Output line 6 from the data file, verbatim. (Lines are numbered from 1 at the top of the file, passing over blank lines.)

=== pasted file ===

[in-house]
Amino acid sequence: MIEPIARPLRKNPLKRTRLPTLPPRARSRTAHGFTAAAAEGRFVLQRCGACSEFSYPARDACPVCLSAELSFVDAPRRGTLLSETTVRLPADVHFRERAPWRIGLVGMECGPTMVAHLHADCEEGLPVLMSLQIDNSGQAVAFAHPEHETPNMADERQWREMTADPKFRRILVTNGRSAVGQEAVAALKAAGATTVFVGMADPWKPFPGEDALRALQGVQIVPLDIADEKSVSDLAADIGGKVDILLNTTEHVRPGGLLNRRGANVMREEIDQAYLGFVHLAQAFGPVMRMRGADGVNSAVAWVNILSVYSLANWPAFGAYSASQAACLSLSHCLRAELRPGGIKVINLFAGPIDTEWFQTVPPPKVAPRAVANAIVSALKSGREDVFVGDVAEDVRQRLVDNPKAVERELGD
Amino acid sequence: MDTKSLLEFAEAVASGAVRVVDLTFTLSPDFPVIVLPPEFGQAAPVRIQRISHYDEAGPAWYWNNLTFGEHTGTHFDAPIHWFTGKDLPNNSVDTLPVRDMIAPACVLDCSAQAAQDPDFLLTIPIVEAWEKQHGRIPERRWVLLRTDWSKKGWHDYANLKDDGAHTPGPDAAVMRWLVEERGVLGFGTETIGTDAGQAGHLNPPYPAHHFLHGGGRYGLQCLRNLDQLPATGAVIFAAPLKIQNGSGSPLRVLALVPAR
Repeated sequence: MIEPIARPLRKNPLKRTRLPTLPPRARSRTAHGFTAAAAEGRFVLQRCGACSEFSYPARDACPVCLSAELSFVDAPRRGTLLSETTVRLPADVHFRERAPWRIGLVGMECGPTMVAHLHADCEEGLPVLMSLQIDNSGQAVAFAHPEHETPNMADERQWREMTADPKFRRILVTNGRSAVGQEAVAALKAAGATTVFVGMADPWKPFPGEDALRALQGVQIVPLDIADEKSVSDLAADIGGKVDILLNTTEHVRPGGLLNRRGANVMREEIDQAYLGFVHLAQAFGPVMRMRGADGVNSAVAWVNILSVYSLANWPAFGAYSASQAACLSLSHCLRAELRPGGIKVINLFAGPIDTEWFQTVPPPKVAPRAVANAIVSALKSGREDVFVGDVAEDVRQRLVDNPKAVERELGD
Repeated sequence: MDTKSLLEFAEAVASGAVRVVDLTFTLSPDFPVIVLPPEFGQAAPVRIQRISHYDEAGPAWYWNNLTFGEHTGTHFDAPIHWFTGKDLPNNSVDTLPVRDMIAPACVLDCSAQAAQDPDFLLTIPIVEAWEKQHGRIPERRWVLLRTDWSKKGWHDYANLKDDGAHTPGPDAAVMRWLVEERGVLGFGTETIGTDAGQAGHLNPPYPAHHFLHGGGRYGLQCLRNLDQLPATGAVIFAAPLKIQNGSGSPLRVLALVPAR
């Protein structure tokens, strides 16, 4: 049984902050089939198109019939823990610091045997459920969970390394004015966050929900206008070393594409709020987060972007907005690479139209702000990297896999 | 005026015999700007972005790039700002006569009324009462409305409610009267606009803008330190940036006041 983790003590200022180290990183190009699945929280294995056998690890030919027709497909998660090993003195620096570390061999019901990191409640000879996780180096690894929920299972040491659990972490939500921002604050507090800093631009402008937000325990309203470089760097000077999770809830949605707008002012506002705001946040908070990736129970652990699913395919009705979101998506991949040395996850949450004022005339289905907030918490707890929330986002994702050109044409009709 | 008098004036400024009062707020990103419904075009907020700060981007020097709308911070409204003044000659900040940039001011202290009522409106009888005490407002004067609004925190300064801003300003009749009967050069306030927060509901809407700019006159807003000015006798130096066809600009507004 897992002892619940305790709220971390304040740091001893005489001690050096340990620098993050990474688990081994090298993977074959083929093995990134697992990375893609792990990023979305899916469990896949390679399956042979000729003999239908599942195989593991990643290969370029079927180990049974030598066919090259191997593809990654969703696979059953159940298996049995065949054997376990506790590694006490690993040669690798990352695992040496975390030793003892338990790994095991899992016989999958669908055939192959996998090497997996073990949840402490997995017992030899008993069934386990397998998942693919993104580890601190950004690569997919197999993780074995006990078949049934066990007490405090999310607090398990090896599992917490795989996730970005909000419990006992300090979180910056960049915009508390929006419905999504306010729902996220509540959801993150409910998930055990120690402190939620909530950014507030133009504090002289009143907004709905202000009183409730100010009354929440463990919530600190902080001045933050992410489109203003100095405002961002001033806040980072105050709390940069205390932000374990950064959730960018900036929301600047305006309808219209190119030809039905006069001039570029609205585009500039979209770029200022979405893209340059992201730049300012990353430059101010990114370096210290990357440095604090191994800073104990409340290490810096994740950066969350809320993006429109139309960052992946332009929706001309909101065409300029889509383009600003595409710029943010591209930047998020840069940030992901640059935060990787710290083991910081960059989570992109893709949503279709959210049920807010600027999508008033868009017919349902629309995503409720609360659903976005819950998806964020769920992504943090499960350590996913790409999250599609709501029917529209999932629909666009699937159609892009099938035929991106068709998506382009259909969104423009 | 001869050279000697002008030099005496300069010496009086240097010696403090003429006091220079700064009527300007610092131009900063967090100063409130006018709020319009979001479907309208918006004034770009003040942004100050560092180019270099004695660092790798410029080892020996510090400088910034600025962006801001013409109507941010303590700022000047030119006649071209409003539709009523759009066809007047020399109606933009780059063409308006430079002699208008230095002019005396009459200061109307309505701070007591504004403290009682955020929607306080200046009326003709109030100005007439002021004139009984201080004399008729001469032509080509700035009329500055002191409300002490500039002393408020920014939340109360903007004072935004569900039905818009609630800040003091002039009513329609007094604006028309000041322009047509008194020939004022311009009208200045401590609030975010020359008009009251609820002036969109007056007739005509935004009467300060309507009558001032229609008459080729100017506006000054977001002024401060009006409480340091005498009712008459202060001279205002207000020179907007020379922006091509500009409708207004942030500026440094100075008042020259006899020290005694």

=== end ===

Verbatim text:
């Protein structure tokens, strides 16, 4: 049984902050089939198109019939823990610091045997459920969970390394004015966050929900206008070393594409709020987060972007907005690479139209702000990297896999 | 005026015999700007972005790039700002006569009324009462409305409610009267606009803008330190940036006041 983790003590200022180290990183190009699945929280294995056998690890030919027709497909998660090993003195620096570390061999019901990191409640000879996780180096690894929920299972040491659990972490939500921002604050507090800093631009402008937000325990309203470089760097000077999770809830949605707008002012506002705001946040908070990736129970652990699913395919009705979101998506991949040395996850949450004022005339289905907030918490707890929330986002994702050109044409009709 | 008098004036400024009062707020990103419904075009907020700060981007020097709308911070409204003044000659900040940039001011202290009522409106009888005490407002004067609004925190300064801003300003009749009967050069306030927060509901809407700019006159807003000015006798130096066809600009507004 897992002892619940305790709220971390304040740091001893005489001690050096340990620098993050990474688990081994090298993977074959083929093995990134697992990375893609792990990023979305899916469990896949390679399956042979000729003999239908599942195989593991990643290969370029079927180990049974030598066919090259191997593809990654969703696979059953159940298996049995065949054997376990506790590694006490690993040669690798990352695992040496975390030793003892338990790994095991899992016989999958669908055939192959996998090497997996073990949840402490997995017992030899008993069934386990397998998942693919993104580890601190950004690569997919197999993780074995006990078949049934066990007490405090999310607090398990090896599992917490795989996730970005909000419990006992300090979180910056960049915009508390929006419905999504306010729902996220509540959801993150409910998930055990120690402190939620909530950014507030133009504090002289009143907004709905202000009183409730100010009354929440463990919530600190902080001045933050992410489109203003100095405002961002001033806040980072105050709390940069205390932000374990950064959730960018900036929301600047305006309808219209190119030809039905006069001039570029609205585009500039979209770029200022979405893209340059992201730049300012990353430059101010990114370096210290990357440095604090191994800073104990409340290490810096994740950066969350809320993006429109139309960052992946332009929706001309909101065409300029889509383009600003595409710029943010591209930047998020840069940030992901640059935060990787710290083991910081960059989570992109893709949503279709959210049920807010600027999508008033868009017919349902629309995503409720609360659903976005819950998806964020769920992504943090499960350590996913790409999250599609709501029917529209999932629909666009699937159609892009099938035929991106068709998506382009259909969104423009 | 001869050279000697002008030099005496300069010496009086240097010696403090003429006091220079700064009527300007610092131009900063967090100063409130006018709020319009979001479907309208918006004034770009003040942004100050560092180019270099004695660092790798410029080892020996510090400088910034600025962006801001013409109507941010303590700022000047030119006649071209409003539709009523759009066809007047020399109606933009780059063409308006430079002699208008230095002019005396009459200061109307309505701070007591504004403290009682955020929607306080200046009326003709109030100005007439002021004139009984201080004399008729001469032509080509700035009329500055002191409300002490500039002393408020920014939340109360903007004072935004569900039905818009609630800040003091002039009513329609007094604006028309000041322009047509008194020939004022311009009208200045401590609030975010020359008009009251609820002036969109007056007739005509935004009467300060309507009558001032229609008459080729100017506006000054977001002024401060009006409480340091005498009712008459202060001279205002207000020179907007020379922006091509500009409708207004942030500026440094100075008042020259006899020290005694």